LONDON (Reuters) - The challenge facing Marco Gobbetti when he becomes Burberry CEO was brought into sharp focus as the British luxury brand reported a 21 percent drop in underlying pretax profit, hit by weak demand in the United States and Hong Kong.
Gobbetti takes over from Christopher Bailey in July, charged with strengthening the brand while improving efficiency and boosting the performance of its stores, where its space delivers lower sales than rivals.
Bailey retains creative control as Burberry, best known for its distinctive trenchcoats, looks to refresh its product range, but he said his successor as CEO will take the company to “the next level as a global luxury retail and digital business”.
Chief Financial Officer Julie Brown said that innovative products showcased on fashion catwalks -- including tropical gabardine trenchcoats that start at 1,295 pounds -- have sold well but more needs to be done.
“Our focus is on our brand, our products and returning Burberry to growth,” she told reporters.
Having stripped 20 million pounds from costs last year, Burberry is aims to achieve annual savings of 100 million pounds by the end of 2019.
Burberry benefited from a weaker pound after Britain’s vote to leave the European Union, with adjusted pretax profit for the year to March 31 coming in at 462 million pounds, up 10 percent on a reported basis. Once currency effects were stripped out, however, the profit was down 21 percent.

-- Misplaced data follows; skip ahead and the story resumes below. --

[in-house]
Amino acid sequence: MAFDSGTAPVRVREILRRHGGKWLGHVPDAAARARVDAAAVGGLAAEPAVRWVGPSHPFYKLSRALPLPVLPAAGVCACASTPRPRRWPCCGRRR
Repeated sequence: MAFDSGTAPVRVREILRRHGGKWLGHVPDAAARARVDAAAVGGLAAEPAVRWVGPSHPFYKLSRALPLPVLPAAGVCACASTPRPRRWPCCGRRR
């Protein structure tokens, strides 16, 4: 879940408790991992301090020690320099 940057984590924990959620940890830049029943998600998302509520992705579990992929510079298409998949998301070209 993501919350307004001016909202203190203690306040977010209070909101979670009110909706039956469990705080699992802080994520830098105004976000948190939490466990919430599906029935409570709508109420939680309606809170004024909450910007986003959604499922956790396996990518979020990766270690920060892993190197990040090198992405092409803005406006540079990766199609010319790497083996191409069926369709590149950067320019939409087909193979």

Brown said spending by Chinese and American tourists taking advantage of the weak pound had contributed to an “exceptional” performance Burberry’s home market while demand also improved in continental Europe.
However, the market in the United States remained highly promotional and sales in Hong Kong were negative for the year, she added.
The currency windfall enabled Burberry to increase its full-year dividend by 5 percent to 38.9 pence and it also announced a 300 million pound share buyback, funded in part by 150 million pounds of proceeds from a deal to license its fragrance and beauty products to Coty.
Shares in the company, which have risen 10 percent this year against a 20 percent rise for the sector, were up 2.6 percent at 16.83 pounds by 1057 GMT.
Analysts at Citi, which has a neutral rating on the stock, said that consensus earnings per share would rise slightly because the buyback more than offset currency effects this year.
Burberry said the currency boost seen in the past year would reverse this year, with current rates suggesting an adverse impact of about 30 million pounds.
($1 = 0.7673 pounds)
Editing by Kate Holton and David Goodman